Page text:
Warren Hodges, head of International Pictures, lives in a house like a Norman castle with a view of the Pacific.
Marta Brooks, blonde and beautiful, takes classified ads for the Romance Advertiser.
Victor Shaw has spent time in Soledad state prison but understands that his future lies in blackmail.
Taylor Hayden, a good hit man, shines his shoes and doesn’t ask questions.
Zimba, a performing elephant, is not as reliable as he looks.
This is Hollywood, and Craig Nova makes it seem perfectly logical that these creatures should find themselves in the same cast.
In his swift, lyrical prose, comic and moving, Craig Nova weaves disparate lives together into a novel that makes utter beauty out of the gritty and grotesque. This is a story about people who are willing to take the chance they have been waiting for all their lives, men and women trying to live up to their dreams.
The Book of Dreams is also a book about California, that youthful place prematurely aged by the burden of too much longing and desire. And the look of the place, with its heartbreaking, ever receding landscape (seen most often through car windows), haunts this novel.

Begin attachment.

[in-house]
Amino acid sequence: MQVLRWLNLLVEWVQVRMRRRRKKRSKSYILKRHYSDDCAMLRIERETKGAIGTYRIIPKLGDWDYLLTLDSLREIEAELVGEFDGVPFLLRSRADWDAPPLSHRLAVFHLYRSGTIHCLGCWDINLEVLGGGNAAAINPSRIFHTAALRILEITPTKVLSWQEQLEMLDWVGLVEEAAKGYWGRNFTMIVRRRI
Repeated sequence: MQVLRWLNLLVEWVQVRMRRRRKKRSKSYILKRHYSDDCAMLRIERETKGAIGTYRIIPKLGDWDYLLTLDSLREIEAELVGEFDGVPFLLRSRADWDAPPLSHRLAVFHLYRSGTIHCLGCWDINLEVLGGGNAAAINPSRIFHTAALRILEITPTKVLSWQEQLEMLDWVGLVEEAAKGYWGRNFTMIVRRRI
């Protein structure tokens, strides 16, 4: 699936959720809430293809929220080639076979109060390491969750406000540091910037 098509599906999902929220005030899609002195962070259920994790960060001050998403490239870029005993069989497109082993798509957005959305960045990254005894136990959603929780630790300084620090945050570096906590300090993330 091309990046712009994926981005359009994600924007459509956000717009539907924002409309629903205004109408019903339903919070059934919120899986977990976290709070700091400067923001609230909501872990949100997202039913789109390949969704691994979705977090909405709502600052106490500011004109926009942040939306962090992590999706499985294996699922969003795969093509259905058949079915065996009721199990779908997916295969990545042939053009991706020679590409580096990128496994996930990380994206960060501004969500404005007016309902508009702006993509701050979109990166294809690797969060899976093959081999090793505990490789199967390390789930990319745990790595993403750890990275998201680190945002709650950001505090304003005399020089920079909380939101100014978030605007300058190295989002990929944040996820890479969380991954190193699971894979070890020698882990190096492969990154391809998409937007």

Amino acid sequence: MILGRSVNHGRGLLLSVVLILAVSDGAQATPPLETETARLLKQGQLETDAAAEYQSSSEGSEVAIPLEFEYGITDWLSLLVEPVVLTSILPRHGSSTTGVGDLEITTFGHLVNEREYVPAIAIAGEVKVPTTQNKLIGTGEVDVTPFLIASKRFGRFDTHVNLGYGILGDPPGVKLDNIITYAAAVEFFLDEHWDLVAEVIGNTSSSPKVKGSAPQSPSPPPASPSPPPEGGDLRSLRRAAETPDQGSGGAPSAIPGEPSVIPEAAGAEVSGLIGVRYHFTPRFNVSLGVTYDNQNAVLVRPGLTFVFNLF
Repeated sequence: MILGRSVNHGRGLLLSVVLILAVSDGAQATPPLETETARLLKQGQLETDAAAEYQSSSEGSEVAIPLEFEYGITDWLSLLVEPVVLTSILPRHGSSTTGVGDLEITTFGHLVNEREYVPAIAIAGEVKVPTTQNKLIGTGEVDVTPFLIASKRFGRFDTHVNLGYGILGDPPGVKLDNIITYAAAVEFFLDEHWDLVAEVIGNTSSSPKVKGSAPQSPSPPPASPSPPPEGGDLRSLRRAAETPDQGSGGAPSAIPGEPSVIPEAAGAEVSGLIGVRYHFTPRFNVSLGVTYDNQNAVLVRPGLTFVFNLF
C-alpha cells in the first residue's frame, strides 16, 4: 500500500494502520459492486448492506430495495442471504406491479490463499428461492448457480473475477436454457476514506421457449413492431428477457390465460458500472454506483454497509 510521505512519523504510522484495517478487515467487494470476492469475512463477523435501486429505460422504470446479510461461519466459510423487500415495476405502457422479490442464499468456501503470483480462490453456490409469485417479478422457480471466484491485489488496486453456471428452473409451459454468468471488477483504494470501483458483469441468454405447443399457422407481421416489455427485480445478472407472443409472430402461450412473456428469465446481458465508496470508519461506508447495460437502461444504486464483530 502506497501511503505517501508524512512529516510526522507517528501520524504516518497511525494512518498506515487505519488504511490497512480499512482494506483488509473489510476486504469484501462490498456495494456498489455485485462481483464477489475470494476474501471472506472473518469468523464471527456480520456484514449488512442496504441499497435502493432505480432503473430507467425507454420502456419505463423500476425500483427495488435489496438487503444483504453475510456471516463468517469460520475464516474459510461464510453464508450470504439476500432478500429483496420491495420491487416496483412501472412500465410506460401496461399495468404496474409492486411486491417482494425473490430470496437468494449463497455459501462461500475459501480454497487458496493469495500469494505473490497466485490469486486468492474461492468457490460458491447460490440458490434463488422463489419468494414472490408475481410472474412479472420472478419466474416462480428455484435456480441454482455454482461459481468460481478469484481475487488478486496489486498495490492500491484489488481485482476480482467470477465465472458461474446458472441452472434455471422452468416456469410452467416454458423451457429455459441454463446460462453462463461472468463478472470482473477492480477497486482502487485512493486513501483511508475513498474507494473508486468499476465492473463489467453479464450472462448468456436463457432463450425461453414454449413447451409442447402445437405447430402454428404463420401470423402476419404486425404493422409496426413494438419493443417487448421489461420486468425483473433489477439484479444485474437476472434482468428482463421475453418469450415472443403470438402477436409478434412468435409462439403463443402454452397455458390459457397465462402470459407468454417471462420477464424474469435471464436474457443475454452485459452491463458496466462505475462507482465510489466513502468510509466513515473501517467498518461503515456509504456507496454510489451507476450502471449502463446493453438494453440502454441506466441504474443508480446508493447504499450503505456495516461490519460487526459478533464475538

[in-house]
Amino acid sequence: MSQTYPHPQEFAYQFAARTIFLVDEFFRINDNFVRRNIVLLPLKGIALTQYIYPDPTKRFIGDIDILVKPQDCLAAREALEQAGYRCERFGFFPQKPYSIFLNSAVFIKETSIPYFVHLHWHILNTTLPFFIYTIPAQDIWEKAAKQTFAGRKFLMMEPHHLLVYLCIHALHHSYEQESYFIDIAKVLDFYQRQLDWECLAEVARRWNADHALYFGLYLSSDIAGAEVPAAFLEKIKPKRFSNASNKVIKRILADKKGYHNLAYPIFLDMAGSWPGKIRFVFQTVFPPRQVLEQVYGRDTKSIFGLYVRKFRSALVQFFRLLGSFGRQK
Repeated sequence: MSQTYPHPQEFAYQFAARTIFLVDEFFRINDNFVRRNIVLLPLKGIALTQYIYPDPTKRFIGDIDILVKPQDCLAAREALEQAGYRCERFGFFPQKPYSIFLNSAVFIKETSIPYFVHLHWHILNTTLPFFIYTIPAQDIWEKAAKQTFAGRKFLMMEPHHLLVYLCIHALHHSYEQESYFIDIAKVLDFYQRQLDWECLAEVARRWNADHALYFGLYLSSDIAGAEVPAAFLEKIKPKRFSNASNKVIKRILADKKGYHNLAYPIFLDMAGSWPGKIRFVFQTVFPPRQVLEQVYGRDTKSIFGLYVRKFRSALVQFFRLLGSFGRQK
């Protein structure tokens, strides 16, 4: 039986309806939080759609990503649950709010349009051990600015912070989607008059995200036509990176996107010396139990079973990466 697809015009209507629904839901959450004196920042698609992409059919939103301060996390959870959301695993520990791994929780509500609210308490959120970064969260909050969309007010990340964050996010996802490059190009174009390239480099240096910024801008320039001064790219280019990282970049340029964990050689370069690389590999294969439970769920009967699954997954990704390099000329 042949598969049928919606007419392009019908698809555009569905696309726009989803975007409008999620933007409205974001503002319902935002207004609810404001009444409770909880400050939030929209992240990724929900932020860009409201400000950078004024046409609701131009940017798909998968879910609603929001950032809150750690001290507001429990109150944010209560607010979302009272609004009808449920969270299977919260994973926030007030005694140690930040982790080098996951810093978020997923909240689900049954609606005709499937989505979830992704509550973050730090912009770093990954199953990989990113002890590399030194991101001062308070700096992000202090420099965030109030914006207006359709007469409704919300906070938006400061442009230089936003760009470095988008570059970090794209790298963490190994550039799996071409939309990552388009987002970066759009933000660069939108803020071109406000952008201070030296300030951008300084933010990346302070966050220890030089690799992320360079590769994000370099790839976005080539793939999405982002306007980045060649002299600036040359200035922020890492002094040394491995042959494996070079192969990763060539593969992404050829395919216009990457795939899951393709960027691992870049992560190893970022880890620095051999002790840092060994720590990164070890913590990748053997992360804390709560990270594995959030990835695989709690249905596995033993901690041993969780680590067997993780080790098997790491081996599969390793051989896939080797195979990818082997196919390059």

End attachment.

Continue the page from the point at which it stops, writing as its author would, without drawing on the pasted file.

Like a jazz pianist, improvising snatches of other tunes while never straying far from the melody, Nova effortlessly echoes the writers who have helped us see the state in earlier times – Raymond Chandler, F. Scott Fitzgerald, Nathanial West, all are acknowledged here in graceful, amusing riffs.
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About the Author
Nova's writing has appeared in Esquire, The Paris Review, The New York Times Magazine, and Men's Journal, among others. He has received an Award in Literature from the American Academy and Institute of Arts and Letters and is a recipient of a Guggenheim Fellowship. In 2005 he was named Class of 1949 Distinguished Professor in the Humanities at the University of North Carolina, Greensboro.